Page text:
I'm not complaining - I love research. There are days when my work with Dr. Huang is one of the few things in my life that I really understand. Even when I'm not sure about something I know that I can figure things out if I'm patient and diligent enough. In fact, it's these pursuits that make research the most rewarding for me. There aren't very many other jobs where you get to help discover things that no one has ever seen before. It's even more rare to see one's discoveries branch out into an ever-increasing spiral of new questions.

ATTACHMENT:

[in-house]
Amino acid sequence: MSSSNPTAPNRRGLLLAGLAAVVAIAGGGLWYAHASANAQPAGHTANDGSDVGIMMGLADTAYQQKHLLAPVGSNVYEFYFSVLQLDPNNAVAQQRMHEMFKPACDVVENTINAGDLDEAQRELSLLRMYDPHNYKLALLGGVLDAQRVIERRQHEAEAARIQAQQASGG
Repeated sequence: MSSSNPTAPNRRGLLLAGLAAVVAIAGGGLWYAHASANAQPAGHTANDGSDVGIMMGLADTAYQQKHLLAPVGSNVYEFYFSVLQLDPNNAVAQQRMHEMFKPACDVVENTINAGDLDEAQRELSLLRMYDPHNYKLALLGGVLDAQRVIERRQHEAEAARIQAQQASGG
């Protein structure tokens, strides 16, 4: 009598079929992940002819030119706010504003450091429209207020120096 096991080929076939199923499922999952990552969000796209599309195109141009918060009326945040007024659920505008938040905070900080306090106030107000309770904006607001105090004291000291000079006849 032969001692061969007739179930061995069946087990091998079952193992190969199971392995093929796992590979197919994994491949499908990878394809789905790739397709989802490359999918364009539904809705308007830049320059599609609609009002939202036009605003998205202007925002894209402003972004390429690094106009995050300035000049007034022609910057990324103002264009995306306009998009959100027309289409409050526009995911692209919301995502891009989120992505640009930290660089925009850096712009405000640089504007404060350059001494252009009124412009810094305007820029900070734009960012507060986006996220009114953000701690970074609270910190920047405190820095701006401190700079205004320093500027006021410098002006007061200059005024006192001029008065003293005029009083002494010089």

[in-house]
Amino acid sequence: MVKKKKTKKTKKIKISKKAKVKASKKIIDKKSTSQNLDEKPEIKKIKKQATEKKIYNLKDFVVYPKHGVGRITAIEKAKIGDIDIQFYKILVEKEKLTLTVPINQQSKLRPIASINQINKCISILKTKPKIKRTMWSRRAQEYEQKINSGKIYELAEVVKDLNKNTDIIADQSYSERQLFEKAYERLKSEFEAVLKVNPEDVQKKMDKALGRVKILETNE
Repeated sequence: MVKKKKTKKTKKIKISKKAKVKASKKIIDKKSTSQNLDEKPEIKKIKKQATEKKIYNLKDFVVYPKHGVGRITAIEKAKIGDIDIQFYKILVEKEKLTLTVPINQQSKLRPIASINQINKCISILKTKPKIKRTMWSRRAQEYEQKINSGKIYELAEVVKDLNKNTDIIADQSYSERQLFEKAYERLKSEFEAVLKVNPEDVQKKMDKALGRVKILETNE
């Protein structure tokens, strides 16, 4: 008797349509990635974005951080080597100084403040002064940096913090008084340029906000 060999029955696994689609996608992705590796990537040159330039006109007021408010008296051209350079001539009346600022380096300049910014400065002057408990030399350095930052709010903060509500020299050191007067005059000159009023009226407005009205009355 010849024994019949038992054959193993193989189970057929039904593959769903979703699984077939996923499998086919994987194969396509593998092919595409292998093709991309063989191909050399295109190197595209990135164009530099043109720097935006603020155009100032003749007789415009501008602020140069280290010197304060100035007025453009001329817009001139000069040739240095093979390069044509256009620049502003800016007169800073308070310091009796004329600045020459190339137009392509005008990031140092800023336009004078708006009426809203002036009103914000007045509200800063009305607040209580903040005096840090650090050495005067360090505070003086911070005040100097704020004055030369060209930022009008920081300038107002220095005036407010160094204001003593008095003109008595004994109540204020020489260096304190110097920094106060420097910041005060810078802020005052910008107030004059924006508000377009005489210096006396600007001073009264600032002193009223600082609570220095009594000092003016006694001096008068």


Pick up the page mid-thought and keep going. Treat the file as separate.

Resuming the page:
Take our group's research at the end of last week and all of this week. Some of the experiments worked out pretty well, some of them didn't. Being here for only a week with limited lab access and resources, it would be great to have all the experiments work flawlessly. In my experience experiments seldom behave this way. Partly this has to do with the exaggerated element of human error that unfortunately plagues undergraduate research. I think that the different fish and equipment we're using in our experiments may also be working against us. We're used to working with fairly vigorous wild-type fish from a pet store, but all of the fish we've had access to during this trip have been a lot more fancy (ie: transgenic and highly inbred). Being almost completely different animals, we've had to make some educated guesses regarding how to modify the experiments so that they would work properly. That considered, getting even mixed results is impressive.